Big thanks again to JB For letting me use his shop! It’s a damn fine way to spend a Tuesday evening. Oh, the ideas that are bouncing around my head right now…

-- Brian Timmons -

8 comments so far

View Chris Mobley's profile

Chris Mobley

30 posts in 1963 days

#1 posted 02-06-2013 08:44 PM

Beautiful woods! My wife wont let me build my dream shop either! :-)

-- Chris Mobley -

View OnlyJustME's profile


1562 posts in 2404 days

#2 posted 02-06-2013 10:11 PM

very nice lumber. looking forward to seeing what you make of it.

-- In the end, when your life flashes before your eyes, will you like what you see?

View Lenny's profile


1596 posts in 3554 days

#3 posted 02-06-2013 11:05 PM

Thanks for posting this. I think it is great when LJs meet. I have had the experience several times and each one was fun. Sharing of ideas, tool talk, etc. JB has a cool shop and it was nice of him to welcome you. Oh yeah, nice re-purposing on the walnut.

-- On the eighth day God was back in His woodworking shop! Lenny, East Providence, RI

View Don W's profile

Don W

18754 posts in 2594 days

#4 posted 02-06-2013 11:07 PM

Hang in there guys, my kids were grown and gone before I got my “real” workshop. And to be honest, I appreciate it a lot more now then I would have 30 years ago.

I DO like that vice.

We’ll be watching the future projects Brian. It looks like you’ve got a nice pile of materials to work off.

-- - Collecting is an investment in the past, and the future.

View Grandpa's profile


3259 posts in 2702 days

#5 posted 02-06-2013 11:12 PM

All this and you have a great friend too! how can it get any better on a Tuesday evening??

View Chris Peroni's profile

Chris Peroni

101 posts in 1966 days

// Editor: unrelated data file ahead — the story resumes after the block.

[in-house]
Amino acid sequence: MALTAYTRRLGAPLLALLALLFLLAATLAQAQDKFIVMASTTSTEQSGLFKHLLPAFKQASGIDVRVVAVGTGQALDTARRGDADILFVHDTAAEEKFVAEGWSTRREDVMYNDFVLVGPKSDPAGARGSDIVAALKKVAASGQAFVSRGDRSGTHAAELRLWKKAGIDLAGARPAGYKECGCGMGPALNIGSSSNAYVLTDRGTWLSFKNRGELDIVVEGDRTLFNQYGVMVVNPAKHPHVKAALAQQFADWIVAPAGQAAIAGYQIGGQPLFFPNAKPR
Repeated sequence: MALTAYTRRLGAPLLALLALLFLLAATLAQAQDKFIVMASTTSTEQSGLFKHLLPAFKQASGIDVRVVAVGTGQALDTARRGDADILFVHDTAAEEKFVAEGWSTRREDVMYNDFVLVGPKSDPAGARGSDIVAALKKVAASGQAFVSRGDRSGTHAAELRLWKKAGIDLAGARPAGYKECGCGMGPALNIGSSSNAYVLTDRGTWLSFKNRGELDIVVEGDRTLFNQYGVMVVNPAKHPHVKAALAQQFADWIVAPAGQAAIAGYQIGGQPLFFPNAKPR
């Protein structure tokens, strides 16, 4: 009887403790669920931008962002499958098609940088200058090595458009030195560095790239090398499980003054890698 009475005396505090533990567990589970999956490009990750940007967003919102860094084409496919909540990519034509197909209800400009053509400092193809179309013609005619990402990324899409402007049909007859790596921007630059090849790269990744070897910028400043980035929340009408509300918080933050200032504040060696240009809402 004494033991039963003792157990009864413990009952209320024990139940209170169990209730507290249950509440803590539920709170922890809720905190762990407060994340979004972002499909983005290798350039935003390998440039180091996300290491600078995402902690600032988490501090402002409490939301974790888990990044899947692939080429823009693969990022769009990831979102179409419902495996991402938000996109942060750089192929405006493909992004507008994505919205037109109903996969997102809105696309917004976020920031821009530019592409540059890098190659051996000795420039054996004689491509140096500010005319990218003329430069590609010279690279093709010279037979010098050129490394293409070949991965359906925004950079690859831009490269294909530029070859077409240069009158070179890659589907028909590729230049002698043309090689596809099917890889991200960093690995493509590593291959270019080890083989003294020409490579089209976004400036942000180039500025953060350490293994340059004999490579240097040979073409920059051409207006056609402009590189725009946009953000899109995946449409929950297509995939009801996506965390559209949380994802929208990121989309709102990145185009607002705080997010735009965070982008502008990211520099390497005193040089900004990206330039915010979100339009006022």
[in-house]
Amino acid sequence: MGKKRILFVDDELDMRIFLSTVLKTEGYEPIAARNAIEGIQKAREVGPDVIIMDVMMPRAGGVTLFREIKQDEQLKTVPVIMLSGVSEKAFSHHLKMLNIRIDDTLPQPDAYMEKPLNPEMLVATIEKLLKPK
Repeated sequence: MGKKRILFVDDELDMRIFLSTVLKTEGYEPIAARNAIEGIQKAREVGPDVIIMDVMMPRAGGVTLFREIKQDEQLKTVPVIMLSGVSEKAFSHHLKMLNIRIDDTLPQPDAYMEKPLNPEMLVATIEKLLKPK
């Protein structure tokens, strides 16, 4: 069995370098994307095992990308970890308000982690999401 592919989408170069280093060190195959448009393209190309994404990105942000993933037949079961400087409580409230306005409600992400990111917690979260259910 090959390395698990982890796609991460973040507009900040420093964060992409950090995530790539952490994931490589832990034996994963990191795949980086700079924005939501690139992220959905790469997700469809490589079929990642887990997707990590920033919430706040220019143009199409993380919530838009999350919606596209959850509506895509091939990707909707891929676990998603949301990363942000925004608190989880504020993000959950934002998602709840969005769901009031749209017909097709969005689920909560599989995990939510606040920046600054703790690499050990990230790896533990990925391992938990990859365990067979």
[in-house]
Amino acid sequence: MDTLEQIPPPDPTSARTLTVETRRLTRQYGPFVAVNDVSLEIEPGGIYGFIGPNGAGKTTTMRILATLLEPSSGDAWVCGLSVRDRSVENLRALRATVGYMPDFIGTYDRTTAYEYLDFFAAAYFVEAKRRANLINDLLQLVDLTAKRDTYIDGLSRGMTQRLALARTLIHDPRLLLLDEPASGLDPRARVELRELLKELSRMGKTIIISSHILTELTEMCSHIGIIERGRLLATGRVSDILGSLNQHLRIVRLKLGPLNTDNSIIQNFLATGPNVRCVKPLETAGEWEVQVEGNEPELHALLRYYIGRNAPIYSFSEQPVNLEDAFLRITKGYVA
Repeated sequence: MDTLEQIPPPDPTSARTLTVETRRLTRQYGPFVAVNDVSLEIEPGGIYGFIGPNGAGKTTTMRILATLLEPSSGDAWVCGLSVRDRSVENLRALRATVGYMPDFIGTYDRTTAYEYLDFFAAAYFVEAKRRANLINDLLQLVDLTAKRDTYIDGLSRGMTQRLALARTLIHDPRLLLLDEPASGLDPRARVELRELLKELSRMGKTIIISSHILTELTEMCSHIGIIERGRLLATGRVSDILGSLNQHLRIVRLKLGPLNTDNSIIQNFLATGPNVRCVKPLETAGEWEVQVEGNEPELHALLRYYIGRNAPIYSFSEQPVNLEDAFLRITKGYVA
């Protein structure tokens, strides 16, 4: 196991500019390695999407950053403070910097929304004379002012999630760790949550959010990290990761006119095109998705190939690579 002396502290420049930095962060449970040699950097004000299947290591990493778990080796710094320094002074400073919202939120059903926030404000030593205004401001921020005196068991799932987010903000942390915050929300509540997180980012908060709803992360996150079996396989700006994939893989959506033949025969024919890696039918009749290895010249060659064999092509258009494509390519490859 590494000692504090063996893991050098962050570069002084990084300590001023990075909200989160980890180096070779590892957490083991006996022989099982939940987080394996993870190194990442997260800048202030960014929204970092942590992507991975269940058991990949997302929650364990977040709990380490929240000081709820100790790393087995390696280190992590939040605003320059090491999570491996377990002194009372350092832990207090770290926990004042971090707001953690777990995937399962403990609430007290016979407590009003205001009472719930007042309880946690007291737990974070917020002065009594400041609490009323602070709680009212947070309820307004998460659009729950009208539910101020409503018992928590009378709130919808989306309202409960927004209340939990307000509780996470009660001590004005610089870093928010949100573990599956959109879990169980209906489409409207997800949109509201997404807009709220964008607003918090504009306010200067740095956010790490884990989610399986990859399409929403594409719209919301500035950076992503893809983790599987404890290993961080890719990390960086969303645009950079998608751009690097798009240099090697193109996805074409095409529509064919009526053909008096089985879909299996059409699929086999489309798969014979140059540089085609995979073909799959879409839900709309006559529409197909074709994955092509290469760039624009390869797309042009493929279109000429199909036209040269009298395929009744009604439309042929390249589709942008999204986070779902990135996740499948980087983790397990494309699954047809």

#6 posted 02-06-2013 11:20 PM

Great haul Brian. At the SBG forum when you showed me the pic of your shop and that walnut hunk, I actually thought to myself “I wonder wher he got it? Probably pulled from a piece of furniture..” -nice reuse.
You’ve also reminded me to check out the local building supply recycle store and a hardware lunberyard on the other side of town which keeps a decent scrap wood sale pile.

good posting all around, thanks!

-- Never discourage anyone...who continually makes progress, no matter how slow. -Plato

View PASs's profile


595 posts in 3125 days

#7 posted 02-06-2013 11:52 PM

So interesting to read this post.
Two nights ago I surfed across a great web page devoted to the Emmert Vise.
Be prepared…the whole web site is just about these vises…but a great read.
And I’ll be interested to see what you do with the wood.

-- Pete, "It isn't broken, you just aren't using it right."

View getlostinwood's profile


224 posts in 2629 days

#8 posted 02-07-2013 02:22 AM

Cabmaker is a great guy and very dangerous for the pocket book. One visit and you seriously begin to consider draining the bank account. He is also one to step up and help the new guy out, a lesson I learned well and try to emulate as much as possible.

-- The basis for optimism is shear terror